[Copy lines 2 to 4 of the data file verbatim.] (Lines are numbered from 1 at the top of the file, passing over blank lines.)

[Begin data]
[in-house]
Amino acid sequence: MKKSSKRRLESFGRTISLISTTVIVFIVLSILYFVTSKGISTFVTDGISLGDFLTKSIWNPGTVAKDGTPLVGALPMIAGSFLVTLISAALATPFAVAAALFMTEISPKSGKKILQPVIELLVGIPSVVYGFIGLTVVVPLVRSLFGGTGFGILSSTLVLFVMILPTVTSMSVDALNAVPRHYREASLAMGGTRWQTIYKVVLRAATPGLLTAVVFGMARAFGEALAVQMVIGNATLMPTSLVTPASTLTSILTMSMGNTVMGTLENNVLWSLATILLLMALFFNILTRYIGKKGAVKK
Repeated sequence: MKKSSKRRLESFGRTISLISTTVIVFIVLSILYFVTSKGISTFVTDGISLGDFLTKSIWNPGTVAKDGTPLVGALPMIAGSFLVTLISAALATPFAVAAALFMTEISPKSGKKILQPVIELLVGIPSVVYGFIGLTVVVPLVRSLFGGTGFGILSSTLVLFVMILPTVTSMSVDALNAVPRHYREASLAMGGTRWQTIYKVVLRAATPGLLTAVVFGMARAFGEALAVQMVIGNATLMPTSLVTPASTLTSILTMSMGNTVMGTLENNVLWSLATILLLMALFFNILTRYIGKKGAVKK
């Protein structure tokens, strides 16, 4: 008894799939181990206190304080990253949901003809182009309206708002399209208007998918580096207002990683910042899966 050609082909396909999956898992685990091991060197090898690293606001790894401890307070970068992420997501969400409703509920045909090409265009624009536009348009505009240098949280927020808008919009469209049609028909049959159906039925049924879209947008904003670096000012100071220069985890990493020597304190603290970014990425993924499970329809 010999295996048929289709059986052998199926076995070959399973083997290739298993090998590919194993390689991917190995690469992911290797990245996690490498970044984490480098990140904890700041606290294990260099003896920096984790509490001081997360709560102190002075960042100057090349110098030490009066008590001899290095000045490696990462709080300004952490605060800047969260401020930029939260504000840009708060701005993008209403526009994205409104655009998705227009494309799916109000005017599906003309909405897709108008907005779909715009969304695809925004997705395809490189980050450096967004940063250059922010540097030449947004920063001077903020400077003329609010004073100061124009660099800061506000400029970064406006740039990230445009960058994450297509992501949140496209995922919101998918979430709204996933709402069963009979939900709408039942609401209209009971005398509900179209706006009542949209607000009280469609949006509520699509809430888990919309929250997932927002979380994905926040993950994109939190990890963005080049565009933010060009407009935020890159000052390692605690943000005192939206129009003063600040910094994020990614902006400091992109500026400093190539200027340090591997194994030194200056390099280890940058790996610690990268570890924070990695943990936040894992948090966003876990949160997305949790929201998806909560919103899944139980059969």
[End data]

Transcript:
Amino acid sequence: MKKSSKRRLESFGRTISLISTTVIVFIVLSILYFVTSKGISTFVTDGISLGDFLTKSIWNPGTVAKDGTPLVGALPMIAGSFLVTLISAALATPFAVAAALFMTEISPKSGKKILQPVIELLVGIPSVVYGFIGLTVVVPLVRSLFGGTGFGILSSTLVLFVMILPTVTSMSVDALNAVPRHYREASLAMGGTRWQTIYKVVLRAATPGLLTAVVFGMARAFGEALAVQMVIGNATLMPTSLVTPASTLTSILTMSMGNTVMGTLENNVLWSLATILLLMALFFNILTRYIGKKGAVKK
Repeated sequence: MKKSSKRRLESFGRTISLISTTVIVFIVLSILYFVTSKGISTFVTDGISLGDFLTKSIWNPGTVAKDGTPLVGALPMIAGSFLVTLISAALATPFAVAAALFMTEISPKSGKKILQPVIELLVGIPSVVYGFIGLTVVVPLVRSLFGGTGFGILSSTLVLFVMILPTVTSMSVDALNAVPRHYREASLAMGGTRWQTIYKVVLRAATPGLLTAVVFGMARAFGEALAVQMVIGNATLMPTSLVTPASTLTSILTMSMGNTVMGTLENNVLWSLATILLLMALFFNILTRYIGKKGAVKK
């Protein structure tokens, strides 16, 4: 008894799939181990206190304080990253949901003809182009309206708002399209208007998918580096207002990683910042899966 050609082909396909999956898992685990091991060197090898690293606001790894401890307070970068992420997501969400409703509920045909090409265009624009536009348009505009240098949280927020808008919009469209049609028909049959159906039925049924879209947008904003670096000012100071220069985890990493020597304190603290970014990425993924499970329809 010999295996048929289709059986052998199926076995070959399973083997290739298993090998590919194993390689991917190995690469992911290797990245996690490498970044984490480098990140904890700041606290294990260099003896920096984790509490001081997360709560102190002075960042100057090349110098030490009066008590001899290095000045490696990462709080300004952490605060800047969260401020930029939260504000840009708060701005993008209403526009994205409104655009998705227009494309799916109000005017599906003309909405897709108008907005779909715009969304695809925004997705395809490189980050450096967004940063250059922010540097030449947004920063001077903020400077003329609010004073100061124009660099800061506000400029970064406006740039990230445009960058994450297509992501949140496209995922919101998918979430709204996933709402069963009979939900709408039942609401209209009971005398509900179209706006009542949209607000009280469609949006509520699509809430888990919309929250997932927002979380994905926040993950994109939190990890963005080049565009933010060009407009935020890159000052390692605690943000005192939206129009003063600040910094994020990614902006400091992109500026400093190539200027340090591997194994030194200056390099280890940058790996610690990268570890924070990695943990936040894992948090966003876990949160997305949790929201998806909560919103899944139980059969």